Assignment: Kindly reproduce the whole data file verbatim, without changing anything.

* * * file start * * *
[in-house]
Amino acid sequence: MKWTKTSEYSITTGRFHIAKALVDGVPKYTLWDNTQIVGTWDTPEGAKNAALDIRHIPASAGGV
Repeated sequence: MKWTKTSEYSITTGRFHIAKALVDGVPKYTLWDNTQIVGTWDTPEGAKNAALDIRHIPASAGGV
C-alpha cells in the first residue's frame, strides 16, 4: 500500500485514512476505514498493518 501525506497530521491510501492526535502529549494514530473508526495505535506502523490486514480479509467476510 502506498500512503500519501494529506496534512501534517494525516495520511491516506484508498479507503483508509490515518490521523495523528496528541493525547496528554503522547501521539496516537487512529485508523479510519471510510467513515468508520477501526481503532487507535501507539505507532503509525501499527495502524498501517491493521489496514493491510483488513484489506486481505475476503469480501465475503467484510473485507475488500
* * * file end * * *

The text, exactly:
[in-house]
Amino acid sequence: MKWTKTSEYSITTGRFHIAKALVDGVPKYTLWDNTQIVGTWDTPEGAKNAALDIRHIPASAGGV
Repeated sequence: MKWTKTSEYSITTGRFHIAKALVDGVPKYTLWDNTQIVGTWDTPEGAKNAALDIRHIPASAGGV
C-alpha cells in the first residue's frame, strides 16, 4: 500500500485514512476505514498493518 501525506497530521491510501492526535502529549494514530473508526495505535506502523490486514480479509467476510 502506498500512503500519501494529506496534512501534517494525516495520511491516506484508498479507503483508509490515518490521523495523528496528541493525547496528554503522547501521539496516537487512529485508523479510519471510510467513515468508520477501526481503532487507535501507539505507532503509525501499527495502524498501517491493521489496514493491510483488513484489506486481505475476503469480501465475503467484510473485507475488500